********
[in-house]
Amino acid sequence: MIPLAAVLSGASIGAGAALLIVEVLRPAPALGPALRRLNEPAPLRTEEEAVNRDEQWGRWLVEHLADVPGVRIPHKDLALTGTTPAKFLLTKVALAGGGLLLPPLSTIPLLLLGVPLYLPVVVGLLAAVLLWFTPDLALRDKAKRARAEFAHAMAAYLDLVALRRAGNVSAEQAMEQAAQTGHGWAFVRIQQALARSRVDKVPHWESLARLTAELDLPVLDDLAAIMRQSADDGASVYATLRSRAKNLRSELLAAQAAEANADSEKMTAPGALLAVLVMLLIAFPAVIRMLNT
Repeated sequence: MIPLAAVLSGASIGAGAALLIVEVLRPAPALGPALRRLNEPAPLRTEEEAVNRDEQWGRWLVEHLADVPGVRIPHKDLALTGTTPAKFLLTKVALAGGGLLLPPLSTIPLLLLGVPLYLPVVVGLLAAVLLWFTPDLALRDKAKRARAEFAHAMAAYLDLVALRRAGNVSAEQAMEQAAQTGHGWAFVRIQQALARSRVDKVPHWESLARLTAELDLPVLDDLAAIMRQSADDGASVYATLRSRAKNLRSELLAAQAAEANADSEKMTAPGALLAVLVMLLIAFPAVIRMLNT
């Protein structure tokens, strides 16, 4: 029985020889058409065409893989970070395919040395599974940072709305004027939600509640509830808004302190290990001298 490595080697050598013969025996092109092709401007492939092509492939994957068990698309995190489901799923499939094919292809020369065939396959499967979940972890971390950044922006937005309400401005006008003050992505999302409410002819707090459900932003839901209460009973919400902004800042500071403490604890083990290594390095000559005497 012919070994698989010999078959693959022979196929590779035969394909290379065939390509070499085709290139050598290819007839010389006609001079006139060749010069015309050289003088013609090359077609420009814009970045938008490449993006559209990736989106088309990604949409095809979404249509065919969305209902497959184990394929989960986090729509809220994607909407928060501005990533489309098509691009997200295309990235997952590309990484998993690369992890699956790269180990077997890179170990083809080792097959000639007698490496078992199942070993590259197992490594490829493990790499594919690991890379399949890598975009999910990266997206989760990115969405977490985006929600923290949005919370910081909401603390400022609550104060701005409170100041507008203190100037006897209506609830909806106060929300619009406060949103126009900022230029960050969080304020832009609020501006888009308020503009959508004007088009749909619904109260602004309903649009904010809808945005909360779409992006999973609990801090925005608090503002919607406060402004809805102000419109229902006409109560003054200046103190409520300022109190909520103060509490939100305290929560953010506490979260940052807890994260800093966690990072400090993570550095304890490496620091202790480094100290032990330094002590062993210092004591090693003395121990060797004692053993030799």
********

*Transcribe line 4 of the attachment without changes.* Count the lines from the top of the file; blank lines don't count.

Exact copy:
């Protein structure tokens, strides 16, 4: 029985020889058409065409893989970070395919040395599974940072709305004027939600509640509830808004302190290990001298 490595080697050598013969025996092109092709401007492939092509492939994957068990698309995190489901799923499939094919292809020369065939396959499967979940972890971390950044922006937005309400401005006008003050992505999302409410002819707090459900932003839901209460009973919400902004800042500071403490604890083990290594390095000559005497 012919070994698989010999078959693959022979196929590779035969394909290379065939390509070499085709290139050598290819007839010389006609001079006139060749010069015309050289003088013609090359077609420009814009970045938008490449993006559209990736989106088309990604949409095809979404249509065919969305209902497959184990394929989960986090729509809220994607909407928060501005990533489309098509691009997200295309990235997952590309990484998993690369992890699956790269180990077997890179170990083809080792097959000639007698490496078992199942070993590259197992490594490829493990790499594919690991890379399949890598975009999910990266997206989760990115969405977490985006929600923290949005919370910081909401603390400022609550104060701005409170100041507008203190100037006897209506609830909806106060929300619009406060949103126009900022230029960050969080304020832009609020501006888009308020503009959508004007088009749909619904109260602004309903649009904010809808945005909360779409992006999973609990801090925005608090503002919607406060402004809805102000419109229902006409109560003054200046103190409520300022109190909520103060509490939100305290929560953010506490979260940052807890994260800093966690990072400090993570550095304890490496620091202790480094100290032990330094002590062993210092004591090693003395121990060797004692053993030799």